In an action for loss of property of the plaintiff in a fire allegedly caused by negligence of employees of the defendant in cutting pipe with an oxygen acetylene torch close to the property, it was error prejudicial to the plaintiff to admit in evidence a report of the fire by an officer of the fire department, deceased before the trial, containing the statement "Probable cause, carelessly discarded cigarette," where there was in the evidence no other reference to smoking or cigarettes and such statement was mere opinion.
TORT. Writ in the Superior Court dated April 23, 1963.
The action was tried before DeSaulnier, J.
Philip D. Epstein (Norton A. Goldstein with him) for the plaintiff.
Richard K. Donahue for the defendant.
WILKINS, C.J. This action of tort was to recover for the loss of personal property (count 1) and a shed (count 3) in a fire allegedly due to the defendant's negligence. There was a verdict for the defendant on each count. The only exception is to the admission in evidence of a deceased deputy fire chief's report.
On July 5, 1962, two welders employed by the defendant drove their truck, which had an oxygen acetylene torch and other apparatus for cutting pipe, onto the plaintiff's premises. There they bought a pipe which was too long to be transported on the truck. The welders started to cut the pipe with the torch not more than eight feet from the shed. Sparks flew in all directions, including under the shed. During the cutting the defendant's employees took no precautions, such as spreading sand in the vicinity or having available asbestos cloth or a hose or a bucket for water. It took about fifteen minutes to cut the pipe. The defendant's
employees stayed for at least another fifteen to twenty minutes checking the area, but did not check under the shed to look for combustible material or sparks. There were one or two grass fires in the immediate area while they were cutting.
Subject to the plaintiff's exception there was admitted in evidence a report of operation of the fire department at this fire. This was prepared and signed by Assistant Chief James F. Grantz, deceased at the time of trial. The report stated the building was one story, of wood construction, and used as a storehouse; and "Probable cause, carelessly discarded cigarette."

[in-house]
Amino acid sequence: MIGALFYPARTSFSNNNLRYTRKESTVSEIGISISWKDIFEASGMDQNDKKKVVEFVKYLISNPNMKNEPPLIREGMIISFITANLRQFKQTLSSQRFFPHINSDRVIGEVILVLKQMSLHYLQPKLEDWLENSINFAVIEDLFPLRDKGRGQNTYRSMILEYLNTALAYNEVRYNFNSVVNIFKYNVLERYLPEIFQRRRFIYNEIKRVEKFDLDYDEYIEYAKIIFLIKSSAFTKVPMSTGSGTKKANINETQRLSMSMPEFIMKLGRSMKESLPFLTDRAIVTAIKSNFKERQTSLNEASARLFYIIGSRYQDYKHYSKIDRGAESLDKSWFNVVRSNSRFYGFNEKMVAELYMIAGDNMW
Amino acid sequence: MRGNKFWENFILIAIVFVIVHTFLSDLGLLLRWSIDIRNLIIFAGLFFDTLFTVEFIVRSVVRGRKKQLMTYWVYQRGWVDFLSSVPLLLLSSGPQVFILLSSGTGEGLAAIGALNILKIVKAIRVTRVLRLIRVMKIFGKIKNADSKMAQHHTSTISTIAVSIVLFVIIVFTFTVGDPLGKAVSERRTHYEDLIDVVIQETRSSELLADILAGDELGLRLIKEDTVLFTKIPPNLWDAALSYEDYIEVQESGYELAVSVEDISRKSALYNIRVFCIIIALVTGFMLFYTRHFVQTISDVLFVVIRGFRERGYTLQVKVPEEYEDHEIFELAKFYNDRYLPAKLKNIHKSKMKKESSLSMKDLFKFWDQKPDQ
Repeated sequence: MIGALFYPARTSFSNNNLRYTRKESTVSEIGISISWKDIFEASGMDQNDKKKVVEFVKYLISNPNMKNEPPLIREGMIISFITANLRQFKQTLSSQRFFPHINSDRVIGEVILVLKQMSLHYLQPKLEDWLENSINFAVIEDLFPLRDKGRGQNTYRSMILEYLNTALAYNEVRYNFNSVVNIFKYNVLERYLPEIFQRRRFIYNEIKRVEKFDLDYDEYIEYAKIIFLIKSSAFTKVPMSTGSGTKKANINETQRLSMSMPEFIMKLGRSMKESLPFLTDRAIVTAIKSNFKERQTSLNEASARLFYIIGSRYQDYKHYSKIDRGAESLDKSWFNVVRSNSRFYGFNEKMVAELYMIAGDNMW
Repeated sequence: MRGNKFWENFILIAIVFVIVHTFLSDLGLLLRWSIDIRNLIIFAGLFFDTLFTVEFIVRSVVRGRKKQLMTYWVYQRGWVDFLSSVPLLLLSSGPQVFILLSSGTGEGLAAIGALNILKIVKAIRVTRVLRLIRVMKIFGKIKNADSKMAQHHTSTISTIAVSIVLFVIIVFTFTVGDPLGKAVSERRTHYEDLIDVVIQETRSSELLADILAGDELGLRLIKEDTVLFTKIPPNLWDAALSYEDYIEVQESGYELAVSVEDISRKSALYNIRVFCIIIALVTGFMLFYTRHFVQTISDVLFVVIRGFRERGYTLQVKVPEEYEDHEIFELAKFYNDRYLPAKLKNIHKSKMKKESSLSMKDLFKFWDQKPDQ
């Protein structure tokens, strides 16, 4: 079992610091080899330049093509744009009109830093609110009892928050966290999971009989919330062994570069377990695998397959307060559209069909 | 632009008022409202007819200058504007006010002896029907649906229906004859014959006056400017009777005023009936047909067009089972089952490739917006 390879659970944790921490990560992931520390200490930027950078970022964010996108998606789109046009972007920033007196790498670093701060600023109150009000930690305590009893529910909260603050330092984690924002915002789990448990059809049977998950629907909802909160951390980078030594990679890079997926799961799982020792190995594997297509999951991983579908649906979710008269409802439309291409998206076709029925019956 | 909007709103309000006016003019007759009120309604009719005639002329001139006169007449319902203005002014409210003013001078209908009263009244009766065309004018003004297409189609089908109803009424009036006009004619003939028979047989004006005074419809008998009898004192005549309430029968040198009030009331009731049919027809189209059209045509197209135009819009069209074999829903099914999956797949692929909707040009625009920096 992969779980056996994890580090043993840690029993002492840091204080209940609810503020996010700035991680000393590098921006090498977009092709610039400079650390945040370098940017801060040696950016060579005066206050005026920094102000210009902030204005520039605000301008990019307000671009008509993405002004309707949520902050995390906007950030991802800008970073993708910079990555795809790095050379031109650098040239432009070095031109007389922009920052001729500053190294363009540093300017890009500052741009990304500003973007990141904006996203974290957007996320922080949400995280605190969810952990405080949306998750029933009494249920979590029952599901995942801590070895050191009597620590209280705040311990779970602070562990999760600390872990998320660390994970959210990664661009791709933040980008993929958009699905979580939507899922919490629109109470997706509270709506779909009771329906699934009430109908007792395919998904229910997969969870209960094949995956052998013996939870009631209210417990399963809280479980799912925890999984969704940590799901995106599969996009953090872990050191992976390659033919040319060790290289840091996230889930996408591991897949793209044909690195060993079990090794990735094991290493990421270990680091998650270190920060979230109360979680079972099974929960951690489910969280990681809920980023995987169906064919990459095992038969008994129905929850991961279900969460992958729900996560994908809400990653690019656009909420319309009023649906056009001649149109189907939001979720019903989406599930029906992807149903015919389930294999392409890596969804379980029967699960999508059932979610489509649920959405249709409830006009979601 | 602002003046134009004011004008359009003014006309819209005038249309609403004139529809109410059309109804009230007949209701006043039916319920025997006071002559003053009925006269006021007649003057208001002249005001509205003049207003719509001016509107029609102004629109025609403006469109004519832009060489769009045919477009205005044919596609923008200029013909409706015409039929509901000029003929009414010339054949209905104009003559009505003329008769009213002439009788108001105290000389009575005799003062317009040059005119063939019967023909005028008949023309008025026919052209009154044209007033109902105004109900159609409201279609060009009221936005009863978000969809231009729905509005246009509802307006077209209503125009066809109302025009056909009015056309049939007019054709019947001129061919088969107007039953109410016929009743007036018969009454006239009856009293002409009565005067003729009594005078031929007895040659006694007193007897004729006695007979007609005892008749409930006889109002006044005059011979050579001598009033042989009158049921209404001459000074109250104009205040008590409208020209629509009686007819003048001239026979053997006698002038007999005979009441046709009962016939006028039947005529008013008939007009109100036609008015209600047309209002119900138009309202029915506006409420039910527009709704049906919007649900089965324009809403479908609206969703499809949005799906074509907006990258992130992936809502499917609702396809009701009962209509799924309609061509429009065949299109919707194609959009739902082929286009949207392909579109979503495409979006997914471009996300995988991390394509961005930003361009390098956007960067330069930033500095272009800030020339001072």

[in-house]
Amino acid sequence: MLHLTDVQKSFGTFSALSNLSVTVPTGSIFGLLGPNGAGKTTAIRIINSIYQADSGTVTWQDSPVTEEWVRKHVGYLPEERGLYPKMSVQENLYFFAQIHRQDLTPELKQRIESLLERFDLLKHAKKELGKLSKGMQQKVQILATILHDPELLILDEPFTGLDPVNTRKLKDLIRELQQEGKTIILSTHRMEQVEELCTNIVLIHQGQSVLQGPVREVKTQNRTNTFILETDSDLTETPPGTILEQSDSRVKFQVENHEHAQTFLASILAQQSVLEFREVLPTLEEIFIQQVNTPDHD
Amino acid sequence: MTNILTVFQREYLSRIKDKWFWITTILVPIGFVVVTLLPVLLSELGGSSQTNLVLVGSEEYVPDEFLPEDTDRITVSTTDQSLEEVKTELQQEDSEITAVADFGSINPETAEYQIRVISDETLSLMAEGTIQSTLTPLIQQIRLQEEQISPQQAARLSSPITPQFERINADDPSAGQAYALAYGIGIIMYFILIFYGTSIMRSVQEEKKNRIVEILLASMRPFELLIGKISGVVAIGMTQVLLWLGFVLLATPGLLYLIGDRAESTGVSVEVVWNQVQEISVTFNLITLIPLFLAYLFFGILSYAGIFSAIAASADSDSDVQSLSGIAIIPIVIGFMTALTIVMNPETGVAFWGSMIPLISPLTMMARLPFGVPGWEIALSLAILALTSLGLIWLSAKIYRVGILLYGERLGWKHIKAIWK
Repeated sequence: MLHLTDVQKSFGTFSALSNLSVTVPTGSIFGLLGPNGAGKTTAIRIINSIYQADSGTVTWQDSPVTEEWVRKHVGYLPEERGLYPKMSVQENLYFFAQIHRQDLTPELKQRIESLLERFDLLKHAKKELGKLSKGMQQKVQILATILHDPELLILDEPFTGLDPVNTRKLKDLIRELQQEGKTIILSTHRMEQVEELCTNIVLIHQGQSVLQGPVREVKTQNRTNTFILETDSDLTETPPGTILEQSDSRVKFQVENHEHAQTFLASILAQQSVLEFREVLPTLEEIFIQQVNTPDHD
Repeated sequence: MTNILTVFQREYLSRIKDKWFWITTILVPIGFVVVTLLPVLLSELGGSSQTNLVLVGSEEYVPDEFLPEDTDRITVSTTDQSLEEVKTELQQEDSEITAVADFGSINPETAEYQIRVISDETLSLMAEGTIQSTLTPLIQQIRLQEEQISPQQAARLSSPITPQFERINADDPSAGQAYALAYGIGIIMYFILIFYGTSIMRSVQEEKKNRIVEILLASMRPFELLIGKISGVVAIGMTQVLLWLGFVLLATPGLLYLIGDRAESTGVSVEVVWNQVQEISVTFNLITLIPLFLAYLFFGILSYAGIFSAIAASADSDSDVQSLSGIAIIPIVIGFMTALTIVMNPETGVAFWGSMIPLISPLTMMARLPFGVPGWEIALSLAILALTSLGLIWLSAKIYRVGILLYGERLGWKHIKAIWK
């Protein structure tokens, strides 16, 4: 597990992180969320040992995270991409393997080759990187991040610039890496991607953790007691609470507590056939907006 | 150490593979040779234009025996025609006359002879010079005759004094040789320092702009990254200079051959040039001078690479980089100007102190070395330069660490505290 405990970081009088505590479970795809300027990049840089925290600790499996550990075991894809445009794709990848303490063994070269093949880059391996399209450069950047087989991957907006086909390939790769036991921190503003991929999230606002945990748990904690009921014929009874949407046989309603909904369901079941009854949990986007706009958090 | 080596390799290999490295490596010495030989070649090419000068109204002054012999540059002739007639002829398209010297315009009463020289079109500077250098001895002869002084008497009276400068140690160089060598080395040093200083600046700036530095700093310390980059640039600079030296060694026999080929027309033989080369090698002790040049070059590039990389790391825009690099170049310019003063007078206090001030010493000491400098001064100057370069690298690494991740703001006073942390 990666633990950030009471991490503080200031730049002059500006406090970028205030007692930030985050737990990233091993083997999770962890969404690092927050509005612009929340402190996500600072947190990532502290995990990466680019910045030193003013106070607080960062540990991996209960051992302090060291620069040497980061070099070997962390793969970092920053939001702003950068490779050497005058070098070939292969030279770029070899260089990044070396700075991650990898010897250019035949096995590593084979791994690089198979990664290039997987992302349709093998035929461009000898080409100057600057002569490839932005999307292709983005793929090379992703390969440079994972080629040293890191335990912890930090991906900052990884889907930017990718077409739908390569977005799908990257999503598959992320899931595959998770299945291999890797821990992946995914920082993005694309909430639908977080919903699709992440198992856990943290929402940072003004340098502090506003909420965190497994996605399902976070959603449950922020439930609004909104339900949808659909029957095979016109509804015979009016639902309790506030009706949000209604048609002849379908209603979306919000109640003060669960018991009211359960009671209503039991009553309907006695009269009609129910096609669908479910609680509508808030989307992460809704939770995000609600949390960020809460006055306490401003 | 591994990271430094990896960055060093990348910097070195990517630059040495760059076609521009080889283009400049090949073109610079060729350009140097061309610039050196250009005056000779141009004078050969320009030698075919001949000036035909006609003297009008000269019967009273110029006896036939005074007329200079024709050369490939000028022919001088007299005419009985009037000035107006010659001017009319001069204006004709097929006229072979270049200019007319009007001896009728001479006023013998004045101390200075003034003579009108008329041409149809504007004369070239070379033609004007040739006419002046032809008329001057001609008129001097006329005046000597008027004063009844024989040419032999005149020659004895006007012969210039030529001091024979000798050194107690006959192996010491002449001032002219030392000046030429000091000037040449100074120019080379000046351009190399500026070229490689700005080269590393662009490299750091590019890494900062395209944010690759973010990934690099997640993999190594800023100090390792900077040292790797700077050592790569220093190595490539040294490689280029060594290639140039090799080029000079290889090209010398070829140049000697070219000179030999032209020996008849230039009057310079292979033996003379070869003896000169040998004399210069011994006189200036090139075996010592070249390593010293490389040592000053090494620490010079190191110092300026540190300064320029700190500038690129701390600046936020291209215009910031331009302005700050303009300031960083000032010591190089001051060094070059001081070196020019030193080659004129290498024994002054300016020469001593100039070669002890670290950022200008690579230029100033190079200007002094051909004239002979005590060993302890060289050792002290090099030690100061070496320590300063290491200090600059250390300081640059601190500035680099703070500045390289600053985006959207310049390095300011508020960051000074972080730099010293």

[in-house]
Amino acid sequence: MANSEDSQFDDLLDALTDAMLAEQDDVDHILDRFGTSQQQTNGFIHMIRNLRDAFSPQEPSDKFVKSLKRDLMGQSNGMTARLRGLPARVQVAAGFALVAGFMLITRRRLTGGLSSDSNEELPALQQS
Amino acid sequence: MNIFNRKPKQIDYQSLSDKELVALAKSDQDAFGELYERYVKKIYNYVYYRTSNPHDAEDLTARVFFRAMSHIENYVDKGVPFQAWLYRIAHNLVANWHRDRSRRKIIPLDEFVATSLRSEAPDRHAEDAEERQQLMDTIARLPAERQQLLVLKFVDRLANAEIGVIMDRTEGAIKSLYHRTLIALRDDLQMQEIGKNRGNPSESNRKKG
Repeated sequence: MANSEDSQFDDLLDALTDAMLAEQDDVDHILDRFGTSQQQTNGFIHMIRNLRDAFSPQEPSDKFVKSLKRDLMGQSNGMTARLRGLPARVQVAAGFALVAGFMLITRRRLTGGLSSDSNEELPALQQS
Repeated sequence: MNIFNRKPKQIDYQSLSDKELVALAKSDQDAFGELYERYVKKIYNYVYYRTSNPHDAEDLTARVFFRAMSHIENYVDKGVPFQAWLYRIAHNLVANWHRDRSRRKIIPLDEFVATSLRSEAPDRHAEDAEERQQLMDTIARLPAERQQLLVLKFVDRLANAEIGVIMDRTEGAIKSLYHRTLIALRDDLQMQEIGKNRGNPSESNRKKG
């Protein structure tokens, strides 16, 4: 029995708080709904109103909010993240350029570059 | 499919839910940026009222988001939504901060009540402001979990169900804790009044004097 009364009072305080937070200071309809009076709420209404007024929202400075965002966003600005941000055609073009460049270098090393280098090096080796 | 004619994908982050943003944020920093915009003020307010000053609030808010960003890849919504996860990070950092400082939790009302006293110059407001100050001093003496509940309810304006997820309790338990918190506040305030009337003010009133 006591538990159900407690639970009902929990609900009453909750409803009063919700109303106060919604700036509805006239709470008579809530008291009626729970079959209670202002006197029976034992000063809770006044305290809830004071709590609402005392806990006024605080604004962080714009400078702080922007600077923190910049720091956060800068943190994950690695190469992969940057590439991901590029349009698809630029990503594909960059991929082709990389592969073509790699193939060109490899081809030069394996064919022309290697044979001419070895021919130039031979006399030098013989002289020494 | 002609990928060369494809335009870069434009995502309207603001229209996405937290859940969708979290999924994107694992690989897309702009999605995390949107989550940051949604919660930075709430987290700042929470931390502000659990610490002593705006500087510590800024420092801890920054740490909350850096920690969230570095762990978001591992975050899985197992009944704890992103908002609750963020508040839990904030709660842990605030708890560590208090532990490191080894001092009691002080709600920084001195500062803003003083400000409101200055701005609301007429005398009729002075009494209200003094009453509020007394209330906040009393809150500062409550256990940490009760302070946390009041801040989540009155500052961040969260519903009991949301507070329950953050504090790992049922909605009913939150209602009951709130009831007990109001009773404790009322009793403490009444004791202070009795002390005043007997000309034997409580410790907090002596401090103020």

Had Assistant Chief Grantz been living and available for cross-examination, his report, by itself, giving careless smoking as the cause of the fire would not have been admissible. Greenway Wood Heel Co. Inc. v. John Shea Co. 313 Mass. 177 , 185. See Commonwealth v. Slavski, 245 Mass. 405 , 416. But since he was deceased at the time of trial, the defendant contends that the report is admissible as the declaration of a deceased person under G. L. c. 233, Section 65 (as amended through St. 1943, c. 232, Section 1). [Note 1] The defendant further contends that, as nothing to the contrary appears, the admission of the evidence imports a preliminary finding of the essential facts by the trial judge. See Old Colony Trust Co. v. Shaw, 348 Mass. 212 , 216. This rule does not apply, however, where the facts concerning the admission are not in dispute and the declaration itself shows that it is not within the statute. Tafralian v. Metropolitan Life Ins. Co. 316 Mass. 429 , 431. The statute making admissible the declarations of deceased persons does not remove any ground of objection except the rule against hearsay. Kulchinsky v. Segal, 307 Mass. 571 , 572. Tafralian v. Metropolitan Life Ins. Co., supra, 431.
Other than the disputed report, there was no reference
to smoking or to cigarettes in the evidence, and there was ample evidence of negligence of the defendant. Cf. Sheldon Forwarding Co. v. Boston & Maine R.R. 339 Mass. 679 , 682-683. In these circumstances we think that the statement that the probable cause was a carelessly discarded cigarette is opinion only and therefore inadmissible. See Little v. Northeastern St. Ry. 223 Mass. 501 , 504; Keough v. Boston Elev. Ry. 229 Mass. 275 , 277-278; Tafralian v. Metropolitan Life Ins. Co. 316 Mass. 429 , 430-432. Since this incompetent evidence may have influenced the jury, there must be a new trial. Butchers Slaughtering & Melting Assn. v. Boston, 214 Mass. 254 , 259.
[Note 1] "In any action or other civil judicial proceeding, a declaration of a deceased person shall not be inadmissible in evidence as hearsay or as private conversation between husband and wife, as the case may be, if the court finds that it was made in good faith and upon the personal knowledge of the declarant."